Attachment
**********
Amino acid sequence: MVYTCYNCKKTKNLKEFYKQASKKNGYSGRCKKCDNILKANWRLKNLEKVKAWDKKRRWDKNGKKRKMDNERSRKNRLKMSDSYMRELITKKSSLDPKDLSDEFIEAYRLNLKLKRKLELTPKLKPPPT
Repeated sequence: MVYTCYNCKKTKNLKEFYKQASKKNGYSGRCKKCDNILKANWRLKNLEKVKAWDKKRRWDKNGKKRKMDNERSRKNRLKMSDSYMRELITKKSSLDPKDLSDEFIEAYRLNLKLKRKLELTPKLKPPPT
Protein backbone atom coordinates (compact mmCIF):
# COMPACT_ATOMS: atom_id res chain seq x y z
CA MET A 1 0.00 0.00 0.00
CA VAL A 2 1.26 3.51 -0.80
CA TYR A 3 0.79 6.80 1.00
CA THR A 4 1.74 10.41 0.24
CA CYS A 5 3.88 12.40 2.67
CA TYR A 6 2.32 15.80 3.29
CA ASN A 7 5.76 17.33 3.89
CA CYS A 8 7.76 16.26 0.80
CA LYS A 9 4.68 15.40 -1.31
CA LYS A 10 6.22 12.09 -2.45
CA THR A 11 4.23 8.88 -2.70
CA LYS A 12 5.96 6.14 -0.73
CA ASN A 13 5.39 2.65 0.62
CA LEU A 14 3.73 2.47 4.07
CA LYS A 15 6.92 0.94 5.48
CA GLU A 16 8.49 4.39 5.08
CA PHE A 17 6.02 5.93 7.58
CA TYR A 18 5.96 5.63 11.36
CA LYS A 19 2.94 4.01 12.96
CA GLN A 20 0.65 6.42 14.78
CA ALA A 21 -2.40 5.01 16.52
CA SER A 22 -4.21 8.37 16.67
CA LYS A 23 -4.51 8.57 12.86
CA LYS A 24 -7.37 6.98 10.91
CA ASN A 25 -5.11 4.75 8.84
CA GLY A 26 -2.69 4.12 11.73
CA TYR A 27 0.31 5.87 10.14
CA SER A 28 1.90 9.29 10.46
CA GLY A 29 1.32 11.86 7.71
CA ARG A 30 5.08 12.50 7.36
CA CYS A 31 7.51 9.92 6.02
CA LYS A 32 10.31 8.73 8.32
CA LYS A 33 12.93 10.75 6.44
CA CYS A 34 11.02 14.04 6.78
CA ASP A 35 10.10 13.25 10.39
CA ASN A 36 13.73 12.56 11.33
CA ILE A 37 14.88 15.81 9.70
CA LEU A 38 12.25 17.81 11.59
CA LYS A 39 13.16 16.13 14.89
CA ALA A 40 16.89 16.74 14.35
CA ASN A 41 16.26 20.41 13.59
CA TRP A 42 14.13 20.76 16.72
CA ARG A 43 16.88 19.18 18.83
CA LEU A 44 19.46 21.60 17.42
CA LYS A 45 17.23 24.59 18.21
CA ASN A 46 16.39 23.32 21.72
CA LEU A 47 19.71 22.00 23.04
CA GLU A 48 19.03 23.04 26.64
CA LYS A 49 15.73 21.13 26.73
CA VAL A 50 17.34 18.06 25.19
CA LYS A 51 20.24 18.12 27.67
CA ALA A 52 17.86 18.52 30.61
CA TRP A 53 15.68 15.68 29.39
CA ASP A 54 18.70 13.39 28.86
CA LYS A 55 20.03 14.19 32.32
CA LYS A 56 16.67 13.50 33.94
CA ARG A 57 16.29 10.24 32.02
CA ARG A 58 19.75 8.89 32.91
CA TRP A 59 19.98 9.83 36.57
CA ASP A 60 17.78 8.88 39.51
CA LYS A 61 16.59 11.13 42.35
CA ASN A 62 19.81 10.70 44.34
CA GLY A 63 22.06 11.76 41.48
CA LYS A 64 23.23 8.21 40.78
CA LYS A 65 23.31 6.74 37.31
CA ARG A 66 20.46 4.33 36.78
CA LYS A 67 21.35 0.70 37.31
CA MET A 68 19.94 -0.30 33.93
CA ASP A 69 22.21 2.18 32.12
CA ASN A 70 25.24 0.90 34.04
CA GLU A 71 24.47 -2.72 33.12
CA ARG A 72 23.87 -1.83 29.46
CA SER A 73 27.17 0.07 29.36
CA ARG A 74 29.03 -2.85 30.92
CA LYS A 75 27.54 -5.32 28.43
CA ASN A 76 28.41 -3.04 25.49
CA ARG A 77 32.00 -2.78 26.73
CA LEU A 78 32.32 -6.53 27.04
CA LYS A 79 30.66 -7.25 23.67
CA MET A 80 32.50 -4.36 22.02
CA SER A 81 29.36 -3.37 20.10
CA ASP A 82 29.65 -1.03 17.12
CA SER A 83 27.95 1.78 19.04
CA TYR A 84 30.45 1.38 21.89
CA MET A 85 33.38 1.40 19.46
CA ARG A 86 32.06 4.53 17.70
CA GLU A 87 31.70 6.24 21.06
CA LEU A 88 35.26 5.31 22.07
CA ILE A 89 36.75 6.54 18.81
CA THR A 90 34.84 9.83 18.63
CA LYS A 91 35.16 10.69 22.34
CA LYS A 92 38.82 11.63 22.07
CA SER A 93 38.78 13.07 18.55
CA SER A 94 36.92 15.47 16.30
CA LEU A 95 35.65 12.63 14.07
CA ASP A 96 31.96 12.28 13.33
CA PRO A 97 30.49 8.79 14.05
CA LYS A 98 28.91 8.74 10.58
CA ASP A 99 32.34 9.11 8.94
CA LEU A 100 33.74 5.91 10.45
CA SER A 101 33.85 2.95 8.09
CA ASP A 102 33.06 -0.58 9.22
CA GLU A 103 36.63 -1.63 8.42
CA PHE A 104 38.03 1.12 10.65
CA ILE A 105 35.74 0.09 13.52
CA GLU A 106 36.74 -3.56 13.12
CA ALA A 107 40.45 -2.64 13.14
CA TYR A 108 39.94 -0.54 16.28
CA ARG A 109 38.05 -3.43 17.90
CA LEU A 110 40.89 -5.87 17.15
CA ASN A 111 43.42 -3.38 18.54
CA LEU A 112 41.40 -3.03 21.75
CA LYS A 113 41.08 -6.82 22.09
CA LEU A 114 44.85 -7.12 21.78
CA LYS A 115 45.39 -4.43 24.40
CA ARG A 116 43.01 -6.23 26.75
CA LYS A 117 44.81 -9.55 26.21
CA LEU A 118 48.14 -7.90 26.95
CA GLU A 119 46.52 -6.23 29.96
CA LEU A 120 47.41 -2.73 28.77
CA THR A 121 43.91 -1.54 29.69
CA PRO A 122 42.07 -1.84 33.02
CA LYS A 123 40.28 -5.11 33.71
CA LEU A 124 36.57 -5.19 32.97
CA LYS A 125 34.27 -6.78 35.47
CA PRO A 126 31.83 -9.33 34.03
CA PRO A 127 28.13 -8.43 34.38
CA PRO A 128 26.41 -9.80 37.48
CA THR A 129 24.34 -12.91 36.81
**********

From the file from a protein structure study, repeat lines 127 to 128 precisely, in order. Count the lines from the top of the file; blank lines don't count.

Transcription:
CA LYS A 123 40.28 -5.11 33.71
CA LEU A 124 36.57 -5.19 32.97